Recently, Glass, Lewis & Co., LLC (Glass Lewis) released a
new version of its Proxy Paper Guidelines (the Guidelines)
(updated as of December 30, 2014), previously released on November
Four key changes to the 2015 Guidelines are as follows:
1. Majority voting – Glass Lewis
recommends that, for uncontrolled companies listed on the Toronto
Stock Exchange (TSX), shareholders withhold votes from all members
of those companies' governance committees. This
recommendation was updated to align the Guidelines with the
TSX's announcement on February 13, 2014 that uncontrolled TSX
companies with fiscal year end-dates of June 30, 2014 or later
would have to adopt a majority voting policy.
2. Shareholder rights plan –
Glass Lewis clarifies factors taken into consideration when
analyzing shareholder rights plans (also known as "poison
pills"). Specifically, the Guidelines note that Glass
Lewis will consider supporting a poison pill if, amongst others
factors: (a) the trigger threshold is not unreasonably low (i.e.,
lower than 20%); (b) the form of offer does not have to be an
all-cash transaction; (c) the offer does not have to remain open
for more than 90 business days; and (d) the plan does not allow the
board the discretion to amend material provisions absent
3. Voting pills - Glass Lewis
notes that it will generally oppose the adoption of "voting
pills" that expand the circumstances of when a poison pill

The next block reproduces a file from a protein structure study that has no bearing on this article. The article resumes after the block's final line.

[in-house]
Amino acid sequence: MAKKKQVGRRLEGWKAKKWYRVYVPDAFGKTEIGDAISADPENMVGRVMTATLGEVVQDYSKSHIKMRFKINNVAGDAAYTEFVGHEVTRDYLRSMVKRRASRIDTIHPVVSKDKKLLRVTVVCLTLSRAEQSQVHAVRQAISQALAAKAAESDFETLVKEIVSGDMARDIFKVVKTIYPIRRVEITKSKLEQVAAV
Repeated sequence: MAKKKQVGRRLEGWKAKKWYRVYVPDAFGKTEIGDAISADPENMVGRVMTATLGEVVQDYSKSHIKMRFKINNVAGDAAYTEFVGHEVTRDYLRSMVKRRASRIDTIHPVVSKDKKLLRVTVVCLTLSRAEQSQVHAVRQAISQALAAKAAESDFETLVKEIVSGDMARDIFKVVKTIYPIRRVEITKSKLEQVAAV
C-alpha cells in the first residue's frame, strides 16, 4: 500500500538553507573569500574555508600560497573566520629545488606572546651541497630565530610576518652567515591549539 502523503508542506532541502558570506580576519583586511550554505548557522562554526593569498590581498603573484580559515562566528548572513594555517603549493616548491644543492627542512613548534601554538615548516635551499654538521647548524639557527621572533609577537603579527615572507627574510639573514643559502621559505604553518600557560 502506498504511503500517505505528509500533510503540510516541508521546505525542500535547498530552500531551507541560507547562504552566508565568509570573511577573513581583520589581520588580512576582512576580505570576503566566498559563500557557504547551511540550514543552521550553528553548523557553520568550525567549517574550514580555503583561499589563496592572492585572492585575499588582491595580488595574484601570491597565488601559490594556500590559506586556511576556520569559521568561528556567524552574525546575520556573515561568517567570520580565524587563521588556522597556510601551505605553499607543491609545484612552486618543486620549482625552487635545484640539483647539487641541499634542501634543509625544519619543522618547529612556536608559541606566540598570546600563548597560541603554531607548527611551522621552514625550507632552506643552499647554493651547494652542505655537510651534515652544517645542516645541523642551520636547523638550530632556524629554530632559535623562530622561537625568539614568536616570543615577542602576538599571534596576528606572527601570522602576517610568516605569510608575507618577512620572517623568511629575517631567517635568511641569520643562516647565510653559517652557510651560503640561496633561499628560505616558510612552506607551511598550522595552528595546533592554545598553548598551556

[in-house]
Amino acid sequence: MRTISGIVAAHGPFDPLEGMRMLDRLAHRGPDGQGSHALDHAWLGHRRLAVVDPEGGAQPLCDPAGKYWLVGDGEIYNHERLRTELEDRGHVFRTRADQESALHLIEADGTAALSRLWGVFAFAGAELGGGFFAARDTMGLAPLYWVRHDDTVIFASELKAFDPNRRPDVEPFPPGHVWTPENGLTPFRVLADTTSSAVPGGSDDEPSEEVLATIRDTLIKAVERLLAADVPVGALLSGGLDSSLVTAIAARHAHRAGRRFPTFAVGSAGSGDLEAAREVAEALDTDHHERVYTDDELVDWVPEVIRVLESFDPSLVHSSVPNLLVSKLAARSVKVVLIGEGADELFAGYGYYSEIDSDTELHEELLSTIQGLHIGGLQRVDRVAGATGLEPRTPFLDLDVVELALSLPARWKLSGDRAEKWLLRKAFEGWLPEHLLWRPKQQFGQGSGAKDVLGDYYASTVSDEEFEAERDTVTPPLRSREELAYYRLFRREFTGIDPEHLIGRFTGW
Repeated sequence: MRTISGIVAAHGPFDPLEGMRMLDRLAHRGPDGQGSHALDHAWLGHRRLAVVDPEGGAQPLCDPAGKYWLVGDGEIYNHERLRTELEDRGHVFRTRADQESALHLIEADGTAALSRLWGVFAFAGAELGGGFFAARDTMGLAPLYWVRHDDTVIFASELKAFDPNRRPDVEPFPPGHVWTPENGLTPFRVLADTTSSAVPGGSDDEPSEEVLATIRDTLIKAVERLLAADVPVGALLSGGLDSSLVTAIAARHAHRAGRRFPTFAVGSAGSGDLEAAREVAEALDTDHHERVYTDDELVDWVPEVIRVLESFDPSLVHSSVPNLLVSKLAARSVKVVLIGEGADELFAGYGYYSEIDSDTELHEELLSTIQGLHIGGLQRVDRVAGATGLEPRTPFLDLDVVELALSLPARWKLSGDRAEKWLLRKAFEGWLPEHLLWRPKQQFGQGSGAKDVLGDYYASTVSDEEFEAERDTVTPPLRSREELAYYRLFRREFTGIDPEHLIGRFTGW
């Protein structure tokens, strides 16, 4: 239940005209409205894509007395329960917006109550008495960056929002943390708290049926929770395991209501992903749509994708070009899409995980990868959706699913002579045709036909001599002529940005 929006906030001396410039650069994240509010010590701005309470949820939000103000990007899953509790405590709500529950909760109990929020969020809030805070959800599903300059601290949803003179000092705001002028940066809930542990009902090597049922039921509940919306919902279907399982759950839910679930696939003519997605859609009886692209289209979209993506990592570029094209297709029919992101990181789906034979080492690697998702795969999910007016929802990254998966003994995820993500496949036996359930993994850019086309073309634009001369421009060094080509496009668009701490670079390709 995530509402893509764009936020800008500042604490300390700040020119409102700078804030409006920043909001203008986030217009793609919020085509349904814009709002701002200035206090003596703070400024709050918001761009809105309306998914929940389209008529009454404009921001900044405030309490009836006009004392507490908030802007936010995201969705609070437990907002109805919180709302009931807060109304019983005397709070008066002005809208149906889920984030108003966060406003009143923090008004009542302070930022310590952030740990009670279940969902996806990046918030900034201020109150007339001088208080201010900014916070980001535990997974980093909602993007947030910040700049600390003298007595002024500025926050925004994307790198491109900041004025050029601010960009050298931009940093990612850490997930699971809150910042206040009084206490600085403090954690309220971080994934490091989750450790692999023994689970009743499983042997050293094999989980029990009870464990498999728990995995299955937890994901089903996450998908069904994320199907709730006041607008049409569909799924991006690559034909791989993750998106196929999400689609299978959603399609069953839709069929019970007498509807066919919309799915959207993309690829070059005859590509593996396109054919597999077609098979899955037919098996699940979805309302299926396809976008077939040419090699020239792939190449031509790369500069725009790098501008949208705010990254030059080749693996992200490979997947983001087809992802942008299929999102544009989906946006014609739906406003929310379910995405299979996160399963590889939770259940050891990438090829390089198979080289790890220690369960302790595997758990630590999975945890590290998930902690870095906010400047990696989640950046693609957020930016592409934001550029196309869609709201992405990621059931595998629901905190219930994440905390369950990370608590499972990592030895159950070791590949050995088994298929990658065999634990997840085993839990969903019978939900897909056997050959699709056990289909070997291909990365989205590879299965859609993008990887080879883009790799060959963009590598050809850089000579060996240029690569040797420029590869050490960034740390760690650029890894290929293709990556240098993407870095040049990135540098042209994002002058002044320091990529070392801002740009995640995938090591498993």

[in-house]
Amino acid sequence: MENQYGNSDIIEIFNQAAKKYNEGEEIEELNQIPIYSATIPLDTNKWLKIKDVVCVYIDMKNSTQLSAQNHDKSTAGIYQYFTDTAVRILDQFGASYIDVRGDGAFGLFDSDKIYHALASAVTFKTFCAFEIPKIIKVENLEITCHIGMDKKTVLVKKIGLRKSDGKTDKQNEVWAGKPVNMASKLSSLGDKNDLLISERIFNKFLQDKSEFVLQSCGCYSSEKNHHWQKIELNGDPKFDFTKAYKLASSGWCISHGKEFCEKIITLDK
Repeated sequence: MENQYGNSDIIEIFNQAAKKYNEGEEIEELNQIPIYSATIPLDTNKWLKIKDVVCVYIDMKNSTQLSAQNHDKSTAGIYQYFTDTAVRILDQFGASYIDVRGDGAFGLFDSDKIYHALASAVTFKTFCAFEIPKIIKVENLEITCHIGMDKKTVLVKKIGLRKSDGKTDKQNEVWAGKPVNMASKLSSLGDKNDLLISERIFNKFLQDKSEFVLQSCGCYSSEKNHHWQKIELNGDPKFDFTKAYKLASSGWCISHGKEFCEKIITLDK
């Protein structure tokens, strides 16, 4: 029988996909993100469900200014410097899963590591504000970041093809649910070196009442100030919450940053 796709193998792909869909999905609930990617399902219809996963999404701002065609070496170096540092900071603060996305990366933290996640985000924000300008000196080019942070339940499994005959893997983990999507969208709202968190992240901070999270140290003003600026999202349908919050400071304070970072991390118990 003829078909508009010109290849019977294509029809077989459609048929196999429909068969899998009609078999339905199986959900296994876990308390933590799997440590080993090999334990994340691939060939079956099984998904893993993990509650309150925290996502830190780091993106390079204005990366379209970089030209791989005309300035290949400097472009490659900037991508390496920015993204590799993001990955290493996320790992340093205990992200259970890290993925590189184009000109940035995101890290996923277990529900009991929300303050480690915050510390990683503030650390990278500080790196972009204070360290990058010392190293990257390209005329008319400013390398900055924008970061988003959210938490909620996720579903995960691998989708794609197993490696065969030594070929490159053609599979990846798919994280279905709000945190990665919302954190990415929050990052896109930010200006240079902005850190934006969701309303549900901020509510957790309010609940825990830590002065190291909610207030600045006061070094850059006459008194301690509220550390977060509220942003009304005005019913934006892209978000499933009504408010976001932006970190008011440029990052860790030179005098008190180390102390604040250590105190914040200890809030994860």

could be triggered. Definitions of beneficial ownership in
shareholder rights plans will be reviewed to determine whether or
not ownership is defined to include shares that are not owned, but
rather "directed to vote" by a shareholder.
4. Advance notice policies –
Glass Lewis states that it will generally support advance notice
policies where the terms are "reasonable and not unduly
restrictive" for shareholders. The Guidelines note that
a recommendation to vote against advance notice provisions may be
made if the minimum notice period is either too close to (e.g., 10
days) or too far in advance of (e.g., 60 days) the annual
meeting. Other factors that will be taken into consideration
include whether the nominations process requires: (a) excessive
disclosure requirements; (b) commitments to abide by
"unnecessarily broad or restrictive agreements"; or (c)
"other impediments" that may deter shareholder ability or
willingness to utilize the nomination process.
Norton Rose Fulbright Canada LLP
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